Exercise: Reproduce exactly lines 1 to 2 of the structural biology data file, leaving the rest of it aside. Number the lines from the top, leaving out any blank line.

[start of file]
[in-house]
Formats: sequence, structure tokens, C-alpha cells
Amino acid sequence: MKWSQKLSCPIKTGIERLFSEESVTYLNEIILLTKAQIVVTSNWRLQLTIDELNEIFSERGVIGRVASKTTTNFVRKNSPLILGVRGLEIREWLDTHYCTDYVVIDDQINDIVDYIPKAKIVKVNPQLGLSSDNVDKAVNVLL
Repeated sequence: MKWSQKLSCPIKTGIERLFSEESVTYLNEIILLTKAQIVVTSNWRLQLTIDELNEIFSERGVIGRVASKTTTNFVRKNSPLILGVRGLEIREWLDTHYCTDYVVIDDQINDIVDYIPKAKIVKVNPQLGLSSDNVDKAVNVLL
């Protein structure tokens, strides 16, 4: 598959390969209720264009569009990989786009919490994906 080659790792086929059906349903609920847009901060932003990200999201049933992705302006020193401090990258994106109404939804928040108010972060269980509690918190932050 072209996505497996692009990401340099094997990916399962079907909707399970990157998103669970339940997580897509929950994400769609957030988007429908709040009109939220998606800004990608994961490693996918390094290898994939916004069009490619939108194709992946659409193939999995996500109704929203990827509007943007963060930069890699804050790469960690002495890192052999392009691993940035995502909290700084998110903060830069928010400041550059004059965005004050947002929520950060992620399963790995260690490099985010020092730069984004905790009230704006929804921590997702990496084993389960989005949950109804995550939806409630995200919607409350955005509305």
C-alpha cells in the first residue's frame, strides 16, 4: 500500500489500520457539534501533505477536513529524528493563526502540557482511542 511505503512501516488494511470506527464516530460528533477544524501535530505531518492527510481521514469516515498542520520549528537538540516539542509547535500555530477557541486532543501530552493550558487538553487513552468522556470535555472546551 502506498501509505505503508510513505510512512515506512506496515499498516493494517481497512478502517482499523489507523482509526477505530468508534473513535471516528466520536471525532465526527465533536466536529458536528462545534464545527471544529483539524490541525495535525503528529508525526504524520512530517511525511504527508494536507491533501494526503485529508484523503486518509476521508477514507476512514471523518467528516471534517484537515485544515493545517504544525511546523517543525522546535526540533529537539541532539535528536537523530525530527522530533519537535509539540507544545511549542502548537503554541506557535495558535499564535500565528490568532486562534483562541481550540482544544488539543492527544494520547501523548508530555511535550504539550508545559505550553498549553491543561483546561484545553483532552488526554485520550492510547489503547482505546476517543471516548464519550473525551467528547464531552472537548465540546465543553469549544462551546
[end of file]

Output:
[in-house]
Formats: sequence, structure tokens, C-alpha cells